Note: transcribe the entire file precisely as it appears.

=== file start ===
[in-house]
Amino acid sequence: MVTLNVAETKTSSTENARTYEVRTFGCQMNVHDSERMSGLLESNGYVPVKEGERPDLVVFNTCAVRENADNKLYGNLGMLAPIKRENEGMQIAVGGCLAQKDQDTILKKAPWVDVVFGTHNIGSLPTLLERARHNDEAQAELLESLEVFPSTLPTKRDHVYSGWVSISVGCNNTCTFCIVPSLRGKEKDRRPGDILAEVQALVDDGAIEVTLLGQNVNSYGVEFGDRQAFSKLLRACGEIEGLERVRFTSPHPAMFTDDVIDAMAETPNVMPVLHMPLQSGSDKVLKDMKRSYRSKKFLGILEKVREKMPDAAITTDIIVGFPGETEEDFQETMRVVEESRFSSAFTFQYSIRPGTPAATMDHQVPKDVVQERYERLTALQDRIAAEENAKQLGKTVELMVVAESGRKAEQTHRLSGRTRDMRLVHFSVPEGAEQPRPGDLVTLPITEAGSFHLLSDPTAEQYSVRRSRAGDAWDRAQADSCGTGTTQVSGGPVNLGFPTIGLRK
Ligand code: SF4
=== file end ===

[in-house]
Amino acid sequence: MVTLNVAETKTSSTENARTYEVRTFGCQMNVHDSERMSGLLESNGYVPVKEGERPDLVVFNTCAVRENADNKLYGNLGMLAPIKRENEGMQIAVGGCLAQKDQDTILKKAPWVDVVFGTHNIGSLPTLLERARHNDEAQAELLESLEVFPSTLPTKRDHVYSGWVSISVGCNNTCTFCIVPSLRGKEKDRRPGDILAEVQALVDDGAIEVTLLGQNVNSYGVEFGDRQAFSKLLRACGEIEGLERVRFTSPHPAMFTDDVIDAMAETPNVMPVLHMPLQSGSDKVLKDMKRSYRSKKFLGILEKVREKMPDAAITTDIIVGFPGETEEDFQETMRVVEESRFSSAFTFQYSIRPGTPAATMDHQVPKDVVQERYERLTALQDRIAAEENAKQLGKTVELMVVAESGRKAEQTHRLSGRTRDMRLVHFSVPEGAEQPRPGDLVTLPITEAGSFHLLSDPTAEQYSVRRSRAGDAWDRAQADSCGTGTTQVSGGPVNLGFPTIGLRK
Ligand code: SF4